Earlier today I ran across something that struck me as strange: a Facebook page entitled “Either you have it or someone you know does.” Seeing as that could have meant anything from Alzheimer’s to herpes, I clicked on it and found myself staring at a square black icon with bright pink script boldly proclaiming, “Bipolar and Proud!”
And I found myself thinking, Really?
Don’t get me wrong. I have bipolar and I am not ashamed. However, I am not proud either. What exactly is there to be proud of? I didn’t do anything, didn’t accomplish anything to GET bipolar. It’s simply a fact, a genetic accident, like having blue eyes or curly hair. Also, bipolar isn’t really something I AM, it’s something I have. And it’s disturbing to me when I see people taking on a disease like an identity. Because I’ve done that.
There was a time in my life when I “identified” as an Anorexic, a Bulimic, a Cutter, Bipolar, an Incest Survivor; there was a time when I collected diagnoses and disorders the way some people collect bumper stickers, proudly displaying them to show who I was and what I stood for.
The only problem was, it was all bullshit.
I used these patterns of behavior and the labels that came with them to make up for the fact that I didn’t have the first clue who I was; that as a child I had never been given the chance to cultivate an authentic, stable Self that felt worthy of my given name, as opposed to a diagnostic code. I didn’t yet understand that there was more to my story than you could find in my therapy chart; that I had abilities and talents that couldn’t be expressed within the walls of a hospital.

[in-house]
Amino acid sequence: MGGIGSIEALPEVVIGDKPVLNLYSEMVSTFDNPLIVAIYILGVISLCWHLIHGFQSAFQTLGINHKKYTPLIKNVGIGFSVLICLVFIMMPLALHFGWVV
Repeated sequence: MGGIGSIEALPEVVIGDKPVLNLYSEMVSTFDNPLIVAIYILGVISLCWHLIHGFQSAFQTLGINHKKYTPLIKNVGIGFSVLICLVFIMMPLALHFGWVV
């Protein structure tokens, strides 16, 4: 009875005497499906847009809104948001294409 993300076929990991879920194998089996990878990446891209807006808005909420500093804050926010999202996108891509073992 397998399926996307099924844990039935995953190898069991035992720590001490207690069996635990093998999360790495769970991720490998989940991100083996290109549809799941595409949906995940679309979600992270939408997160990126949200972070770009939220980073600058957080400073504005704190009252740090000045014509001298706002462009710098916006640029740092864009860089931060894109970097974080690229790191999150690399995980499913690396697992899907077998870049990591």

I had one psychiatrist that kept telling me over and over again, “All you know is how to be a patient. I can’t wait until you figure out how to be YOU.”
Eventually, that happened. But not until I had literally been kicked out of treatment (twice), forced to sit through a couple of very uncomfortable years where I eventually figured out that while being sick was easy (in that it was familiar), being recovered is far more interesting.
If you’re dealing with a mental illness, by all means, don’t be ashamed. If you’re figuring out a way to be a person who has a disease instead of being the disease, be proud of that! However, if you find that you’re proud to simply have a disease, you might want to ask yourself why.
My fear is that in some areas we’ve gone overboard to be anti-stigma, to the point where one has to be proud of a mental illness, diametrically opposite to being ashamed of one. Personally, I don’t think either gives you a leg up on beating it. Treating it for what it is- an illness, inherently neither good nor evil- may be the only may be the only way to find a balance.
© Sarah Henderson 2010